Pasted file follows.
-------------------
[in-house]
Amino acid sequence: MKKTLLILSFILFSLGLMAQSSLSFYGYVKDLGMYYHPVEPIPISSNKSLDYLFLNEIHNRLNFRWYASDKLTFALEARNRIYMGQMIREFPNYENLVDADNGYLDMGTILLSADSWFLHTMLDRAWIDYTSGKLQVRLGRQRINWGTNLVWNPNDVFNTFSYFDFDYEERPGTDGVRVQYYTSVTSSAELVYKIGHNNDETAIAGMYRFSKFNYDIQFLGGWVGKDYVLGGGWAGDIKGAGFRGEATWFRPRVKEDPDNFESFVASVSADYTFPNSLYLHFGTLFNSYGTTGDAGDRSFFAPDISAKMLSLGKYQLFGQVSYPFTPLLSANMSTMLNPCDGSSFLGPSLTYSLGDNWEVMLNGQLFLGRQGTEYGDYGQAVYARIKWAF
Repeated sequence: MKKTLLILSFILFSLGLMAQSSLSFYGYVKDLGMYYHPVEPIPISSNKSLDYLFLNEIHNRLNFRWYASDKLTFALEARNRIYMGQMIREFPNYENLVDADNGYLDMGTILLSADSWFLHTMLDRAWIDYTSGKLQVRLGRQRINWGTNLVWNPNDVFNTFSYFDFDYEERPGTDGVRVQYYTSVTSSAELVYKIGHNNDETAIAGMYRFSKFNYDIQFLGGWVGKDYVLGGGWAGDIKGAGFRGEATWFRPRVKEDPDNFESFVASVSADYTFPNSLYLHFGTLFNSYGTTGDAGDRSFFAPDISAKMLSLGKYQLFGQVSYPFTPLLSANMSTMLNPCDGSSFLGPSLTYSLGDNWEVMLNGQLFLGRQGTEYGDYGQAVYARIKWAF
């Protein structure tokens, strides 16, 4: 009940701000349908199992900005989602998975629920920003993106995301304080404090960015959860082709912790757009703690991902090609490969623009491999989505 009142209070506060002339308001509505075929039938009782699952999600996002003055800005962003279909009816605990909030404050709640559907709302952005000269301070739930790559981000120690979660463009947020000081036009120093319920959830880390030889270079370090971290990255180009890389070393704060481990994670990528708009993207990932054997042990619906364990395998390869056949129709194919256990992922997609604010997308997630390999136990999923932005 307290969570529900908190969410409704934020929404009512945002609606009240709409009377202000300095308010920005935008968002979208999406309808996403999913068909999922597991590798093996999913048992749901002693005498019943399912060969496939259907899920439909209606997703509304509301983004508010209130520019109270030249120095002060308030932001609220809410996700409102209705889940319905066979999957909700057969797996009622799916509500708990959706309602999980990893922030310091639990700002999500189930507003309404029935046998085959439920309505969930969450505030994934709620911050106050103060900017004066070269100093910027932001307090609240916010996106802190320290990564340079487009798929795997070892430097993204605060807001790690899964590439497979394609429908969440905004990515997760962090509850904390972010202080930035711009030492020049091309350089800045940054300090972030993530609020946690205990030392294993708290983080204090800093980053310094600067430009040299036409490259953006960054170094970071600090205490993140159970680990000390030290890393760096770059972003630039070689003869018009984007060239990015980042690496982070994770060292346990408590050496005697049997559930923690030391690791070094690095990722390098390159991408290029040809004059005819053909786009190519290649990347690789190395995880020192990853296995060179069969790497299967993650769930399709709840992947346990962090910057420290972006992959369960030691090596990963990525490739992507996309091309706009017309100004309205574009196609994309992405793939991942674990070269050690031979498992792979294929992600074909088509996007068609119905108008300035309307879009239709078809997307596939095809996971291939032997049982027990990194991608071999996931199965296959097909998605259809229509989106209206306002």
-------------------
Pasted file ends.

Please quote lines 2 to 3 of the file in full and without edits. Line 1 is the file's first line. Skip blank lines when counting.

Amino acid sequence: MKKTLLILSFILFSLGLMAQSSLSFYGYVKDLGMYYHPVEPIPISSNKSLDYLFLNEIHNRLNFRWYASDKLTFALEARNRIYMGQMIREFPNYENLVDADNGYLDMGTILLSADSWFLHTMLDRAWIDYTSGKLQVRLGRQRINWGTNLVWNPNDVFNTFSYFDFDYEERPGTDGVRVQYYTSVTSSAELVYKIGHNNDETAIAGMYRFSKFNYDIQFLGGWVGKDYVLGGGWAGDIKGAGFRGEATWFRPRVKEDPDNFESFVASVSADYTFPNSLYLHFGTLFNSYGTTGDAGDRSFFAPDISAKMLSLGKYQLFGQVSYPFTPLLSANMSTMLNPCDGSSFLGPSLTYSLGDNWEVMLNGQLFLGRQGTEYGDYGQAVYARIKWAF
Repeated sequence: MKKTLLILSFILFSLGLMAQSSLSFYGYVKDLGMYYHPVEPIPISSNKSLDYLFLNEIHNRLNFRWYASDKLTFALEARNRIYMGQMIREFPNYENLVDADNGYLDMGTILLSADSWFLHTMLDRAWIDYTSGKLQVRLGRQRINWGTNLVWNPNDVFNTFSYFDFDYEERPGTDGVRVQYYTSVTSSAELVYKIGHNNDETAIAGMYRFSKFNYDIQFLGGWVGKDYVLGGGWAGDIKGAGFRGEATWFRPRVKEDPDNFESFVASVSADYTFPNSLYLHFGTLFNSYGTTGDAGDRSFFAPDISAKMLSLGKYQLFGQVSYPFTPLLSANMSTMLNPCDGSSFLGPSLTYSLGDNWEVMLNGQLFLGRQGTEYGDYGQAVYARIKWAF